3. Are you in full-time or part-time employment, or self-employed, or a student, or a quote-unquote “home maker”, or retired, or unemployed? (Or something else which I’ve forgotten about?)
We are but wage slaves: 75% of you work full time, with 18% self-employed and 57% employed by someone else. Of the remainder, 6% work part time, 2 people qualify as “home makers”, and there’s one apiece for unemployed, in between jobs, long-term disabled and “of independent means”. Also, although a couple of you are already in receipt of your pensions, no-one actually counts as “full time” retired just yet.
4. Are you reading this from your place of work/study, or from your home, or from a public internet access point?
Would this have been a better question if I had said “where do you usually read this site”? Arguably – but, rightly or wrongly, I opted to take a “snapshot” of where you were at the time.
The results make depressing news for employers everywhere: 57% of you were reading at home, but a whopping 42% of you were at work.
(Note: whenever someone explained that they worked from home, I counted this as a “from home” reply.)
Although nobody was reading from a library, internet café or other public access point, one person was sufficiently Rock & Roll enough to be reading Troubled Diva from a hotel, while “on tour”. We like that.
5. Are you a university graduate? If not, at what stage did you complete your education?
What a bunch of swots! 74% of Troubled Diva readers are graduates, as against 22% non-graduates and 4% “graduands”. And blimey, weren’t you all eager to tell me exactly what kind of graduates you are! BSc, BA (hons), MA, MBA, PhD, MSc, LL.B, B.Eng, PGCE, MPhil, MEng… I especially loved the way that so many of you felt the need to add the (hons) next to your BA. Particularly since I didn’t even ask you to list your type of degree in the first place! Whatever happened to “read the question carefully”, then?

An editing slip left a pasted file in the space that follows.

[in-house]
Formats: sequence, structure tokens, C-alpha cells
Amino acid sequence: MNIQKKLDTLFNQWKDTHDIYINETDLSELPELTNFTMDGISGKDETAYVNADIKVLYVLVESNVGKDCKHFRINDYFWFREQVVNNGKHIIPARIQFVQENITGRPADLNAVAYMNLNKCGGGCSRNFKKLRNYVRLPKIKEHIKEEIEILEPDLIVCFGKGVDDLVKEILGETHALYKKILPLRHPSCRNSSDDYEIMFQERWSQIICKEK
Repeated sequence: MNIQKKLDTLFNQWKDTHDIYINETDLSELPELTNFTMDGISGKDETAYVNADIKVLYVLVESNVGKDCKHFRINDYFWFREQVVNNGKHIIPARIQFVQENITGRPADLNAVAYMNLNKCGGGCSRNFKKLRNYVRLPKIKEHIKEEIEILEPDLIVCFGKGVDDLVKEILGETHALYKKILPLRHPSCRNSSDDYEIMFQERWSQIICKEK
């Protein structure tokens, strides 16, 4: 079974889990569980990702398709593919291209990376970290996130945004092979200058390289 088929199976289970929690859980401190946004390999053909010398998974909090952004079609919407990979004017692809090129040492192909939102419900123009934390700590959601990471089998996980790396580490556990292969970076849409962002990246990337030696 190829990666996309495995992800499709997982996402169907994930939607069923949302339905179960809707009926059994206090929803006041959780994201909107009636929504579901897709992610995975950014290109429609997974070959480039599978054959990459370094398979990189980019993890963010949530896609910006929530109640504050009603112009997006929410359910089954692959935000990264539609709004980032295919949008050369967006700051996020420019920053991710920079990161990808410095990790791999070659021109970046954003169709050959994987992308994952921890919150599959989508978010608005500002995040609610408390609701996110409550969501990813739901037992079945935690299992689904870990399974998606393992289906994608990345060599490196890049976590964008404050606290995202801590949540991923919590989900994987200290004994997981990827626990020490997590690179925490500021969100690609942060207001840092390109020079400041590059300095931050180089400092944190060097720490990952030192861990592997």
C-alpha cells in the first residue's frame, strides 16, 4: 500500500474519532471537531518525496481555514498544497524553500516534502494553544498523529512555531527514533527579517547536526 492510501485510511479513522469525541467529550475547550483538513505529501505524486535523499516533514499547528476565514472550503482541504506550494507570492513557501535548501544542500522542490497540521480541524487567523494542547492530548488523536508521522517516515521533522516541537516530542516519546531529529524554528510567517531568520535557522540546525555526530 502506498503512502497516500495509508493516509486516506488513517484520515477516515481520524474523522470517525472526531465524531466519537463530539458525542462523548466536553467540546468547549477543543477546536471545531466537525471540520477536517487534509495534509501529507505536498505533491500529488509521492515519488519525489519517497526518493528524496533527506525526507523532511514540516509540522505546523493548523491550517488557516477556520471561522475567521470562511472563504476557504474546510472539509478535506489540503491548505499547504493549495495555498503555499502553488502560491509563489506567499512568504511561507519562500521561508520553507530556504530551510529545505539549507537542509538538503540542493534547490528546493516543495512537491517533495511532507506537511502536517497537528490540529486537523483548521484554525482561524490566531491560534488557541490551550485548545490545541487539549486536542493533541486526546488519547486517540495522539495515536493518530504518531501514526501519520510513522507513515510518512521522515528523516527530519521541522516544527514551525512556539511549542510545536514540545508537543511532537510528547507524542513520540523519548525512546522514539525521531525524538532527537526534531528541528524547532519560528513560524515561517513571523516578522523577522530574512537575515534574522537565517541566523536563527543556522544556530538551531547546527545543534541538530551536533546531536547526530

One additional fact: of the 18 non-graduates, no less than 7 (or 8.5% of the readership) started university, but dropped out before completing their studies. That’s quite high, isn’t it? Hmm.
6. Have we ever spoken with each other via private e-mail?
32% said yes; 57% said no. Conclusion: that communication between blogger and reader frequently extends beyond the blog itself. Can you imagine the same thing happening with a newspaper columnist?
7. Have we ever met each other in real life?
15 people (17%) said yes; 83% said no. Which is a little bit surprising, as I’ve meant a good deal more than 15 readers of this site over the years. Conclusion: that we’re a fickle bunch. But then, like guests at a never-ending cocktail party, of course we move on, and circulate, and work the room. It would be boring not to. Which is something to bear in mind whenever someone you’ve enjoyed talking to in the past stops visiting you, or even de-links. As in life, so in blog.
I was particularly tickled by the two readers who claim to have brushed past me at gigs without introducing themselves: especially as I didn’t actually attend one of the gigs in question (The Dears). As for the other gig (British Sea Power): yup, that was probably me (probably bored out of my skull by then; it was an exceptionally dull night).
8. Have you ever won a prize on this site?
13 of you (17%) said yes; 83% said no. As this is actually quite a high proportion of people who have won prizes, I can only conclude that prize-giving is a good seal of blog loyalty. In other words: bribe your readers with freebies, and they’ll stick around. A little tip for aspirational bloggers there!
(I jest, I jest. The other perspective is, of course, that regular loyal readers are the ones who are most likely to enter my occasional competitions in the first place.)
Which reminds me: there is going to be a prize at the end of this survey. More details once I’ve finished the full analysis.